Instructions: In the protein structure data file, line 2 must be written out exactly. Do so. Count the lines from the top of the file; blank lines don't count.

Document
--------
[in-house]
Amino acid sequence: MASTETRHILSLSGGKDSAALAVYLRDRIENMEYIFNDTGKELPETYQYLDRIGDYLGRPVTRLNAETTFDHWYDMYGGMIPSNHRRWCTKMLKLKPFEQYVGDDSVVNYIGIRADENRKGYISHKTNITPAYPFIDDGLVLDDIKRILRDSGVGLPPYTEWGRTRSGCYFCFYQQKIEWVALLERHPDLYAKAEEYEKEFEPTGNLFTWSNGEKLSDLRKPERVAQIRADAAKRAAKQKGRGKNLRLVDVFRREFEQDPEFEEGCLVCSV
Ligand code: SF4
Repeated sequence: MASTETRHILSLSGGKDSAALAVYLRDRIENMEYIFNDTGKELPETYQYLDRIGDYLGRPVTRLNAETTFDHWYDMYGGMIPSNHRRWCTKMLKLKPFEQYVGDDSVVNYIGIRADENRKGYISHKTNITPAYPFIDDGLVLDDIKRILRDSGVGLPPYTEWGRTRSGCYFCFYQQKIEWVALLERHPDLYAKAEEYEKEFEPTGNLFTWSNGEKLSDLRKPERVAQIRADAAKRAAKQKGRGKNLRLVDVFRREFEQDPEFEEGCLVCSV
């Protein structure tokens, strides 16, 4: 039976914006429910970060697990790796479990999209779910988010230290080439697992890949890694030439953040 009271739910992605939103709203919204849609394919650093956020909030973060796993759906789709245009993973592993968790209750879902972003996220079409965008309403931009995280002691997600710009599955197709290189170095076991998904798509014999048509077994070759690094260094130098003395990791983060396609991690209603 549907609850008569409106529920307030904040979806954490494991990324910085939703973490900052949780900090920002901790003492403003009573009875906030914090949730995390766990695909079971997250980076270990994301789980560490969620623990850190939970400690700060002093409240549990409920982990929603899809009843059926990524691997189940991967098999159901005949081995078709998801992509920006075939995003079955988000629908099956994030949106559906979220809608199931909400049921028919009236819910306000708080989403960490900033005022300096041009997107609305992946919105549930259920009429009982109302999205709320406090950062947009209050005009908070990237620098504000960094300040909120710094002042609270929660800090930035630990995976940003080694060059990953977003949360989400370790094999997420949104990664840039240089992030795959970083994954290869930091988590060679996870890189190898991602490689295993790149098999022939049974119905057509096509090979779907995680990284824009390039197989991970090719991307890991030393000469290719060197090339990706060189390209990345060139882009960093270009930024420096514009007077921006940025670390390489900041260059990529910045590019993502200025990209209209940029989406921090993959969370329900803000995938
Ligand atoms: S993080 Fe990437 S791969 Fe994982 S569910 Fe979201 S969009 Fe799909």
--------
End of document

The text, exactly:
Amino acid sequence: MASTETRHILSLSGGKDSAALAVYLRDRIENMEYIFNDTGKELPETYQYLDRIGDYLGRPVTRLNAETTFDHWYDMYGGMIPSNHRRWCTKMLKLKPFEQYVGDDSVVNYIGIRADENRKGYISHKTNITPAYPFIDDGLVLDDIKRILRDSGVGLPPYTEWGRTRSGCYFCFYQQKIEWVALLERHPDLYAKAEEYEKEFEPTGNLFTWSNGEKLSDLRKPERVAQIRADAAKRAAKQKGRGKNLRLVDVFRREFEQDPEFEEGCLVCSV